by Ron Walker
The key to reading schematics and troubleshooting electrical faults on an HVAC system is understanding simple circuits, looking at the schematic, and breaking it down into simple circuits. All electrical systems must have several components to operate properly, I call them:
Power – This is the voltage coming into the circuit. In residential and light commercial HVAC systems it is either 120 volts, 240 volts, or 24 volts.
Line – Simply the wires that carry the power.
Switch – This is a non power consuming device that passes the power. In an HVAC system these can be: circuit breakers, contactors, relays, heat controlled switches, or pressure controlled switches. (There are also circuit boards to think about, but not right now)
Load – Loads are power consuming devices. In HVAC system loads are usually: fan motors, compressors, relay coils, contactor coils, transformers, or electric heating elements.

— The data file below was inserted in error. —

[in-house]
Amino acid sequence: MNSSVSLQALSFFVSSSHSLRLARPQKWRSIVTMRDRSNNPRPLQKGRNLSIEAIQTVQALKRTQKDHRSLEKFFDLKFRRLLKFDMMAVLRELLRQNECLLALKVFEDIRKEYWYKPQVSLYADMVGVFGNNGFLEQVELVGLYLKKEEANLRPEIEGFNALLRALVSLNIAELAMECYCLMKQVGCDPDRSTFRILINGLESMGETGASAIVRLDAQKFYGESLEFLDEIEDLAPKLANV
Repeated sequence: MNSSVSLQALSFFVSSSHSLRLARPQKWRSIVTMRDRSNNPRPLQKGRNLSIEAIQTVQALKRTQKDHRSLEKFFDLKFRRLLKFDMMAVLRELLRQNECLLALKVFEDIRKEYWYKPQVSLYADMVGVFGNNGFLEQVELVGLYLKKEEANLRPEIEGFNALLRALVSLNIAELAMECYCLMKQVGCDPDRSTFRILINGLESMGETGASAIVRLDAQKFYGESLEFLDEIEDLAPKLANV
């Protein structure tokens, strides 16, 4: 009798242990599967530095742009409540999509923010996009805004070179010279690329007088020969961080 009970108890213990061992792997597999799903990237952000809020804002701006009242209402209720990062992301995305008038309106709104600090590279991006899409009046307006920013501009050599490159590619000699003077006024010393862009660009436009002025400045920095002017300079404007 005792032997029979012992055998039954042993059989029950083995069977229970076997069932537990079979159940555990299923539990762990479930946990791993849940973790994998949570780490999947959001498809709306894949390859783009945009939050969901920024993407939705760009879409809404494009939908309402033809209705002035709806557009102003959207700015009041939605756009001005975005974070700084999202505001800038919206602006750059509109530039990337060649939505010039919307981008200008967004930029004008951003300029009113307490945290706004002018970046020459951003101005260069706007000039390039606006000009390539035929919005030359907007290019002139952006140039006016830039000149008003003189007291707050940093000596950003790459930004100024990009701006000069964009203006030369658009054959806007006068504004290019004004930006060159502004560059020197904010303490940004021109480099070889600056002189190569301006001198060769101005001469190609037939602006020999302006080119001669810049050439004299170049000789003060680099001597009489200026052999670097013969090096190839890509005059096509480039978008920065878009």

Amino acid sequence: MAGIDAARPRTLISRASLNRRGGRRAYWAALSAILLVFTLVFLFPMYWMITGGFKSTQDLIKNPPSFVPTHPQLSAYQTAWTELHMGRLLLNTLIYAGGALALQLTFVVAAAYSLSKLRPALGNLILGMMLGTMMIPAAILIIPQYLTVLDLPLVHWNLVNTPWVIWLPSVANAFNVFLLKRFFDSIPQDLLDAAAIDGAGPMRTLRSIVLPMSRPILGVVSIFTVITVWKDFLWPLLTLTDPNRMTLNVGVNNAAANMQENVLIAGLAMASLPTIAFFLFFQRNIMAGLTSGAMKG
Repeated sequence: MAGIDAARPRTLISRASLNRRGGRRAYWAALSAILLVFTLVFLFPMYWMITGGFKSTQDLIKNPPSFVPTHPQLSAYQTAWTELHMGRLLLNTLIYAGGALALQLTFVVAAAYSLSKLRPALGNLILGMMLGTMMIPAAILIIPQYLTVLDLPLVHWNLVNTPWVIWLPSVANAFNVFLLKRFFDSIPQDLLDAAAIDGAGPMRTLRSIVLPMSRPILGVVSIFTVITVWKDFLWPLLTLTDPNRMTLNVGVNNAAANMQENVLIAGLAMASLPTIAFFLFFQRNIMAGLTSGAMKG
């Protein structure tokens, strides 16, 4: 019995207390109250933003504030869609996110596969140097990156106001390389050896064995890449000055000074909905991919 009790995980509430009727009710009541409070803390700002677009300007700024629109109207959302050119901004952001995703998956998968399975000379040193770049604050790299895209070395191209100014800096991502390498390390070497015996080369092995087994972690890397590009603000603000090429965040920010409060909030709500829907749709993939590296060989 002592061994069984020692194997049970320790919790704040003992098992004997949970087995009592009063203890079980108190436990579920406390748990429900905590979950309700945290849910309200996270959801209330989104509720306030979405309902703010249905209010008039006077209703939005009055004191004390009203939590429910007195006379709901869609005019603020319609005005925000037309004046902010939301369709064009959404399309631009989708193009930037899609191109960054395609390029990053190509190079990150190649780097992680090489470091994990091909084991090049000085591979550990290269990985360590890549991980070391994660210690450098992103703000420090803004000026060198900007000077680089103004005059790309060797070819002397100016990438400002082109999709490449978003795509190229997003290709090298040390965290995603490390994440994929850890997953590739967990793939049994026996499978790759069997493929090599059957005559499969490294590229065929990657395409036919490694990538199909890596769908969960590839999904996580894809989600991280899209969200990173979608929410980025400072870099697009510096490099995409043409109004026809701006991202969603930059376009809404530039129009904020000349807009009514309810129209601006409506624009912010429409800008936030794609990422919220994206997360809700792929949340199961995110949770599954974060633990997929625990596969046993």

Above is a simple circuit with 115 volts (power) carried by the wires (line) to a simple light switch (switch) to a fan motor (load). Right now the fan motor is not turning. But… if we flip the switch the fan motor turns. What happens if you flip the switch on and the fan motor doesn’t turn? If you think about it, there are only four things to check, the power, the line, the switch, and the load. If any one of the four is faulty the circuit doesn’t work. If you think about it, it’s pretty simple.
The hard part is looking at a schematic like the one below and not getting intimidated. An HVAC system has several different types of switches. For example, if you look for the defrost thermostat on the schematic. It is a switch, but it is a temperature activated switch, it is normally closed. When the temperature increases the switch opens, when the temperature decreases it closes. This is an open on temperature rise switch. In this circuit, the power (R) is supplied from the circuit board and the load (DFT) is a component on the circuit board.
An HVAC technician must understand common HVAC schematic symbols and how they operate. Once you do, the schematic diagram becomes your road map to troubleshooting electrical problems. Look at the diagram, find L1 and L2, that is the incoming power (240 volts). Trace the wires (black lines) practice identifying the lines, switches, and loads how many can you find?
Have questions, want to learn more, interested in a Free Webinar on schematic reading? Email or call, I’ll be glad to help.